Examing the Washington Post's Winston Article

The Washington Post's latest Jameis Winston article is not based in fact, but on myths.

The Washington Post has published an article with its response to Jameis Winston being cleared in his code of conduct hearing. The article claims that there was no verdict in the code of conduct hearing. This is false. Former Florid Supreme Court Justice Major B. Harding ruled that there was insufficient evidence to satisfy the burden of proof against Winston.

Here is the full letter that Justice Harding sent to Jameis Winston.

Myth One of the Article: Florida State chose Justice Harding

The article goes on to impugn the integrity of Justice Harding. The Post claims that Florida State chose Justice Harding to preside over the case. Again, this is factually incorrect. Jameis Winston and his accuser were given a choice of three former Florida Supreme Court Justices, none whom have ties to Florida State. Winston and his accuser were both able to eliminate one person. Justice Harding is whom both Winston and his accuser chose to keep. By implying that Florida State chose Justice Harding the author was attempting, albeit with more subtlety, to make the same connection that the accuser’s attorney, Baine Kerr, made. In fact, the integrity of the code of conduct hearing was initially defended by none other than the accuser’s attorneys.

Myth Two of the Article: Winston’s Accuser called the police the night of the alleged assault

The Post also claims that Winston’s accuser called the police on the night of the alleged assault. This is factually untrue. The accuser’s friend called the police, against the accuser’s will, after the accuser said she had been hit over the head and raped. The accuser later changed her story to that she was intoxicated. She changed her story another time alleging that she drugged.

Myth Three of the Article: Jameis Winston received preferential treatment

That the Tallahassee Police Department didn’t handle the case well is not debatable. What has not been established, however, is that the Tallahassee Police department gave Jameis Winston preferential treatment because he was a football player. For the first five weeks of the investigation, the Police Department did not know Winston’s identity. The accuser also listed her assailant as much smaller than what Jameis Winston is. Because of these details it would have been impossible for Winston to receive special treatment. Even with a much more thorough initial investigation, there was not much more evidence the Police would have been able to uncover. The one piece of evidence they may have been able to uncover is the alleged video that Chris Casher took. This video, if it existed, would almost certainly have been exculpatory for Winston, as his accuser’s story leaves no room for such a video.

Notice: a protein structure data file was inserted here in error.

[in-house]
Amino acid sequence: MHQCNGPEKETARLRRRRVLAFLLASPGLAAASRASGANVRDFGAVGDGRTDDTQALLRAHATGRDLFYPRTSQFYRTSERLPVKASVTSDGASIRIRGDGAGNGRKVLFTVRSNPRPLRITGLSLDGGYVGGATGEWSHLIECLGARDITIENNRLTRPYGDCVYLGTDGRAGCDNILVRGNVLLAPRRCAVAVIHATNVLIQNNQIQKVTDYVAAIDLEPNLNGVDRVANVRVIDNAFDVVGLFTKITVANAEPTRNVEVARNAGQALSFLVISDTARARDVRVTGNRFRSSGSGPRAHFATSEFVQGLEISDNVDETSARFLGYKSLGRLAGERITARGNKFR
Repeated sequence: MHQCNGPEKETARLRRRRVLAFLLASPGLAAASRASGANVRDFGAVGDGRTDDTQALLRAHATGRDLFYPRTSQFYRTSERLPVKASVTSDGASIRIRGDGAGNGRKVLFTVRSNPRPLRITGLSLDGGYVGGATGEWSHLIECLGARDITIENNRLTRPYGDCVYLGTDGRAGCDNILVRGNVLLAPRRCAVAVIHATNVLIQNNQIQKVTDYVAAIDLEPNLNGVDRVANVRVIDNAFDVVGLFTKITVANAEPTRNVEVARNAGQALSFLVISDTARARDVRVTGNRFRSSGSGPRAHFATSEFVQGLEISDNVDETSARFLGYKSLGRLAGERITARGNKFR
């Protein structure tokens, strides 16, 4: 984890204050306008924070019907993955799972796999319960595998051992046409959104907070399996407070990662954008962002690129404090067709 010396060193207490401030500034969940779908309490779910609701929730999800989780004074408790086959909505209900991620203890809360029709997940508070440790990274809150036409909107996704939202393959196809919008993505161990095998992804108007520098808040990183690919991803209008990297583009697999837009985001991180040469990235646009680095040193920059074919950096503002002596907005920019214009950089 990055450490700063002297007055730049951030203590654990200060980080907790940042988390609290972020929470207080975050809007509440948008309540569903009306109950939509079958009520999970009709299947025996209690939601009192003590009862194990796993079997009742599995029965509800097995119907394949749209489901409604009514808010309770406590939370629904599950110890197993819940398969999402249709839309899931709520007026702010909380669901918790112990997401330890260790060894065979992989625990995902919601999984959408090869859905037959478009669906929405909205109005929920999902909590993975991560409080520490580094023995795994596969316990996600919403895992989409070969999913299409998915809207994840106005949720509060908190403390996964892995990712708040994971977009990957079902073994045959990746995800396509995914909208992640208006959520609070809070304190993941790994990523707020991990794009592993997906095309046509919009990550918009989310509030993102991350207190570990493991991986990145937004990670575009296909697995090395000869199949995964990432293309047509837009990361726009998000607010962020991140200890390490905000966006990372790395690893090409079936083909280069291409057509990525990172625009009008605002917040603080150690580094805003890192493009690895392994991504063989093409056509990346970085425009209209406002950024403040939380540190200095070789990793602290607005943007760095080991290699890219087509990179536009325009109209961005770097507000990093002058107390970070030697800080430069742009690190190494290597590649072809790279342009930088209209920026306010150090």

What is also not debatable is the results of the toxicology report that refutes every account that the accuser has provided. The report stated that the accuser had no known drugs in her system, and that her blood alcohol level was within the legal limit. This is also ignored completely in the article, as is Justice Harding’s final paragraph where this evidence is not in keeping with the woman’s account.

Myth Four of the Article: The accuser was cooperative with law enforcement from the beginning.

The writer of the article, Sally Jenkins, finishes the article by ignoring the lack of cooperation from the accuser for the better part of a year, and condemning Jameis Winston for exercising his constitutional right to counsel. The accuser lied about the ownership of the shorts that she has been wearing, and was not cooperative with the Police Department as to whom the second semen sample on the shorts belonged to. The second semen sample came from her boyfriend.

The public may never know exactly what happened that night, but a previously well respected newspaper should know better than to print lies when facts are readily available in the State Attorney and Police reports.

You can find the full Washington Post article here

Jason Staples collaborated on this article.



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